The Great Taxi App Race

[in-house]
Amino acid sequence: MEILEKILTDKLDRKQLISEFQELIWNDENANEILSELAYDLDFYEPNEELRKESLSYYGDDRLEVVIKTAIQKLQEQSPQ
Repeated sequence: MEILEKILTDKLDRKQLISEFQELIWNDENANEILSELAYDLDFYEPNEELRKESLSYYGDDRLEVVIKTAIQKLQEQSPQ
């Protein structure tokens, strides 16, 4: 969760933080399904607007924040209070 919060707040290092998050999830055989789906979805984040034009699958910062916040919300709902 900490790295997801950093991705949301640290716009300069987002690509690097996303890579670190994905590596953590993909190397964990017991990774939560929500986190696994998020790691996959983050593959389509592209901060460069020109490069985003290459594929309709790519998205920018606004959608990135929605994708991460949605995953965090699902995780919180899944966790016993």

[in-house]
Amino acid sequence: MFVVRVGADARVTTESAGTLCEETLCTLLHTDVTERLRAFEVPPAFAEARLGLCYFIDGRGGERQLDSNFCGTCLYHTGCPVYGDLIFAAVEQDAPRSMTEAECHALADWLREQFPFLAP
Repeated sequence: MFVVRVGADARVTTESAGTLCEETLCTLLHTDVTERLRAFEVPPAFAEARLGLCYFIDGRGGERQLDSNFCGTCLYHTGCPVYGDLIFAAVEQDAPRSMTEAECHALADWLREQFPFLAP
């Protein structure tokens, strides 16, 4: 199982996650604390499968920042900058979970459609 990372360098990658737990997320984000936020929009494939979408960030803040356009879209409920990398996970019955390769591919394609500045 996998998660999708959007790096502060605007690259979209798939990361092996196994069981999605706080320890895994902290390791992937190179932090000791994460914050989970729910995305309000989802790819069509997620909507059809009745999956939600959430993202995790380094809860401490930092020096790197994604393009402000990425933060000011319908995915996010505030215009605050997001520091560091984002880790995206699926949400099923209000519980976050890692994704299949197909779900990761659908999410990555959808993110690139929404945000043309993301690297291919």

As any cab driver will tell you, there was a time over the summer when it seemed that there was a new Taxi booking app appearing every week. Although some seemed to disappear as quickly as they appeared, there are 5 or 6 that seem to be making a reasonable stab at getting properly off the ground. I shudder to think how much money they will end up spending between them, but there is certainly a feeling in the tech community that the London Taxi Trade is ready for some “disruption” and that some money can be made along the way. There was a lot of excitement around the launch of Uber Cab in San Fransisco, and there seemed to be a strong desire in certain quarters to get that level of disruption in London. And part of what I write here will be about if that is really possible here. But before I head off into the depths of a post that could be long and not a little ranty, I need to be upfront about my “interests” in all this. Not only am I obviously a Licensed London Taxi Driver, I am co-founder of Tweetalondoncab (TLC), who in turn had extensive meetings with the people behind what is now Hailo, with a view to combining forces. Those discussions ultimately failed and Hailo then teamed up with the TaxiLight team. TLC itself is not a business and after a couple of false starts is not looking to build it’s own app, it will continue to fill a little niche and provide it’s extremely useful Twitter based information service, Cabup. So my views on all this will almost certainly not be completely unbiased, but they will be based from the viewpoint of someone who has tried to run a taxi booking service & as a driver.